Ireland has again been sharply admonished for its failure to legislate for wider abortion law before a hearing of United Nations member states in Geneva.
Justice Minister Frances Fitzgerald was taken to task yesterday by delegations from several countries including the Czech Republic, the Netherlands and Lithuania at the human rights' periodic review.
The failure to extend abortion to women with fatal foetal abnormalities or victims of rape or incest was criticised despite the minister's pledge that the new government will set up a Citizen's Assembly to make recommendations on changes including consideration of repeal of the Eighth Amendment.
It comes as the lead author of a major global study on abortion rates said Ireland's official figures - based largely on statistics provided by UK clinics - is an under-estimate of the true number of pregnancies being terminated.
Dr Gilda Sedgh of the Guttmacher Institute in New York who led the study published in the Lancet Journal told the Irish Independent the rate of four abortions per 1,000 women of child bearing age would not stand up to scrutiny. It is based on figures showing around 4,000 women from the Republic have abortions in the UK annually.
She said: "What we have from Ireland is mostly indirect evidence. On average women are having two children each in Ireland and only 60-62pc of married women are using contraception."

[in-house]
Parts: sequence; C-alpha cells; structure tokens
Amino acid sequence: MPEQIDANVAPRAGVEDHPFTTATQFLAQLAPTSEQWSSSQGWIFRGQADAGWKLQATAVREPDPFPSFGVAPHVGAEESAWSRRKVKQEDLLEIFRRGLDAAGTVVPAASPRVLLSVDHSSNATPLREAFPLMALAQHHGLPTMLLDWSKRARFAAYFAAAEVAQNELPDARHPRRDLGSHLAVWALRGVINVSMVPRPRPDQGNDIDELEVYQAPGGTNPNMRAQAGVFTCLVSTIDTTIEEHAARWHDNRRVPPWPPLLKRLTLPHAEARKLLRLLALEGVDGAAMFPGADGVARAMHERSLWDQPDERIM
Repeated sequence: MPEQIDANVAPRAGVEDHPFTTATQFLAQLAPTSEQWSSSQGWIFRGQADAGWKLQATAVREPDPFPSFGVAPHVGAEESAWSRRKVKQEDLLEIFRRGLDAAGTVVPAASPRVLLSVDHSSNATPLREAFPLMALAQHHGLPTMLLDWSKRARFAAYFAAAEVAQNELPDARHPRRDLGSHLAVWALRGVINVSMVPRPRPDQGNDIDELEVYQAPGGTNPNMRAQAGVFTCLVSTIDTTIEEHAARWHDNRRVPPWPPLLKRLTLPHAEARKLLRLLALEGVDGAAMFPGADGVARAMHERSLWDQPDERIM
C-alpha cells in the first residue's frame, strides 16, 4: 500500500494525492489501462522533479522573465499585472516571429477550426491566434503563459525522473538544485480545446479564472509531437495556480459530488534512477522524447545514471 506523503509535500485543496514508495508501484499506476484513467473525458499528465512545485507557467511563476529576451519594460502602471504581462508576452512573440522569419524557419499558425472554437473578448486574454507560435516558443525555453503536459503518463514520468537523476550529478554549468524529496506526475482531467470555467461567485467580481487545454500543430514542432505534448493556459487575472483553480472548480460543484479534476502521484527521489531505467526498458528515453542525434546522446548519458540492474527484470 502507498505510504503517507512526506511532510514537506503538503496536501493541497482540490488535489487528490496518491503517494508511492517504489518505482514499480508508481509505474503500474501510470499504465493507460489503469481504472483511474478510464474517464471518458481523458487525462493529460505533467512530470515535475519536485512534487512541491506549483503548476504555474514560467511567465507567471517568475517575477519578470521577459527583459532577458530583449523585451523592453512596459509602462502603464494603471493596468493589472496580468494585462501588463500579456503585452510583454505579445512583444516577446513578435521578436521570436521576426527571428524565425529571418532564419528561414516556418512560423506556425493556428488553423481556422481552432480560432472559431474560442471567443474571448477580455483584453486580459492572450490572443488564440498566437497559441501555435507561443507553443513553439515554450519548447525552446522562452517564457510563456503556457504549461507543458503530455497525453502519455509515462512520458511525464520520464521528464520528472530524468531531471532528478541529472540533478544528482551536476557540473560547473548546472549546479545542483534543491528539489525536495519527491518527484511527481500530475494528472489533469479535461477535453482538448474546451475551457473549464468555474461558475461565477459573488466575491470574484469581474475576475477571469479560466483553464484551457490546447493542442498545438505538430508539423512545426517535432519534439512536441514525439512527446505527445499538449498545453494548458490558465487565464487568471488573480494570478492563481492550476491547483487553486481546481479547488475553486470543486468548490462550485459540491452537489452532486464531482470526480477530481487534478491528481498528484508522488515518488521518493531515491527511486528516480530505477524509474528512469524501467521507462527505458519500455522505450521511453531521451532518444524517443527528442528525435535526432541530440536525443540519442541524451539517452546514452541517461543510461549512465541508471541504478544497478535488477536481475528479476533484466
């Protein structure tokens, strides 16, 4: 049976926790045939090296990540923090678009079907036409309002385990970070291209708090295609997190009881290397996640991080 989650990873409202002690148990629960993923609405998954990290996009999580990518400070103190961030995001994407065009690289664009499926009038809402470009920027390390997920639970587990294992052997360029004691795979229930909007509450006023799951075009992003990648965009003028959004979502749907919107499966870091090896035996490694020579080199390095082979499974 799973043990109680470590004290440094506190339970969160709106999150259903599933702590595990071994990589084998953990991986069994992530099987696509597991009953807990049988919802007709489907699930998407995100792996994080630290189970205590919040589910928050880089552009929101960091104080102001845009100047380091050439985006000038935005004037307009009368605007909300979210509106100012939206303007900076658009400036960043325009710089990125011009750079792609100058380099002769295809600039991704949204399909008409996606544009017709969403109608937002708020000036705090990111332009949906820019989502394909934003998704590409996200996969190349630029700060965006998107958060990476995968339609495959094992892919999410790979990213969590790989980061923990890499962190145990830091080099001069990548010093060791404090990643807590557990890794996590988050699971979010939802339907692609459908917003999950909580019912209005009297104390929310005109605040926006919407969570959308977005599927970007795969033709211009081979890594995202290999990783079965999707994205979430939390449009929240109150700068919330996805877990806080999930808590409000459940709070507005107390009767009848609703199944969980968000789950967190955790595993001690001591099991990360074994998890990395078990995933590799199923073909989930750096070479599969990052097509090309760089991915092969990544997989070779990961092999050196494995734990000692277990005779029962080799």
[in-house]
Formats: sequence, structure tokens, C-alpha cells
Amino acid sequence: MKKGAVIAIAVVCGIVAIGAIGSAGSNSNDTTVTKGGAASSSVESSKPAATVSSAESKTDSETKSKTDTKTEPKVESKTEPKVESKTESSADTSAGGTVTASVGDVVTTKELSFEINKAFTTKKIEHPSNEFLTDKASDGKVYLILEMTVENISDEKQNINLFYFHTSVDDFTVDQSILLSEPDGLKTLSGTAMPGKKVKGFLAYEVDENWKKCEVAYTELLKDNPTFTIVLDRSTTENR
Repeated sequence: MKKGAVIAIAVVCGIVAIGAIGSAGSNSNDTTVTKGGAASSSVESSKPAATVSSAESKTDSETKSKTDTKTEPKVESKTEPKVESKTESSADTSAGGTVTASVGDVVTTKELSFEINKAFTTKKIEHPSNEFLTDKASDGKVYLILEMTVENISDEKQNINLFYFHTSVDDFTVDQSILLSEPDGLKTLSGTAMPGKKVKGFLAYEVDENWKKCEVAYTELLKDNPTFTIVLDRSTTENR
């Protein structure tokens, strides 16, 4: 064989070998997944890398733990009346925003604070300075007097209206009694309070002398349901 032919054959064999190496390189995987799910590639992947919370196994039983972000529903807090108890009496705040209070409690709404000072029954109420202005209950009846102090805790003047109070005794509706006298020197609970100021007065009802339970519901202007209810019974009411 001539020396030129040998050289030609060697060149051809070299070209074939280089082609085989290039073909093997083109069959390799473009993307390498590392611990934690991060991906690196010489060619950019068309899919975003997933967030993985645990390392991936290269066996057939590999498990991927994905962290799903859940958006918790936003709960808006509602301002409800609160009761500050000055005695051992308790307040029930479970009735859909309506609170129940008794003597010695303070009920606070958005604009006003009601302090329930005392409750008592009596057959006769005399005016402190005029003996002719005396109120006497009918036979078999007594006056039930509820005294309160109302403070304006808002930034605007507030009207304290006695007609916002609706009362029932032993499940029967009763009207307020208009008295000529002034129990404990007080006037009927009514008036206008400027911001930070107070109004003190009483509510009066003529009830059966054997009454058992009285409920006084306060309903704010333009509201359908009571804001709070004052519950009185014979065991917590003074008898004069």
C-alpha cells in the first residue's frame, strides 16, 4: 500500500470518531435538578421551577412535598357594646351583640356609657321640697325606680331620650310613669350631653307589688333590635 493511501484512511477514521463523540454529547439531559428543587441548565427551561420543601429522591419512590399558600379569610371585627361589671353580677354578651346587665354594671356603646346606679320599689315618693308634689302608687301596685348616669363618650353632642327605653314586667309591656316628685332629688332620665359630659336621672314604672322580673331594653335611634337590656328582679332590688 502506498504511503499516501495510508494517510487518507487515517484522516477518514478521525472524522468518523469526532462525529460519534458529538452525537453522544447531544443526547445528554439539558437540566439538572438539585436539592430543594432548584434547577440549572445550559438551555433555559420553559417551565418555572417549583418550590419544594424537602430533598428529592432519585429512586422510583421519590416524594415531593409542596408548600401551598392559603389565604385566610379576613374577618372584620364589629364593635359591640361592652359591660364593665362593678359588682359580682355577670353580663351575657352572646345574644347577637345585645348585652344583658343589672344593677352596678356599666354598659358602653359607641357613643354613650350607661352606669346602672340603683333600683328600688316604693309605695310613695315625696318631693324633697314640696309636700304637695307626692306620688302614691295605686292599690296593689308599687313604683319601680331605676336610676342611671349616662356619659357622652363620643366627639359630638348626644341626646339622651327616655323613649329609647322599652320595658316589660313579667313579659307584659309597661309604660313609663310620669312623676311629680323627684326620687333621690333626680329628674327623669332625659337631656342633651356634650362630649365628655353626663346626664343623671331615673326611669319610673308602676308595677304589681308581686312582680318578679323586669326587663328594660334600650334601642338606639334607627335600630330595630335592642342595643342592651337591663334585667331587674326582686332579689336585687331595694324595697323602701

She said it is unclear how many women are having medical abortions by buying drugs over the internet.
"We also do not know how many women are really travelling to England or elsewhere and not going on record on their address."
The official abortion rate for northern European countries is 18 per 1,000 women but it is not possible to say what the real picture in Ireland is.
The study found that generally the abortion rate in countries where abortion is banned or restricted is on average the same as that in countries where it is available on demand.
The study, which involved the World Health Organisation, showed abortion rates have fallen significantly over the last 25 years in developed countries and is at a "historic low."
Dr Sedgh said: "In developed countries, the continued fall in abortion rates is largely due to increased use of modern contraception that has given women greater control over the timing and number of children they want."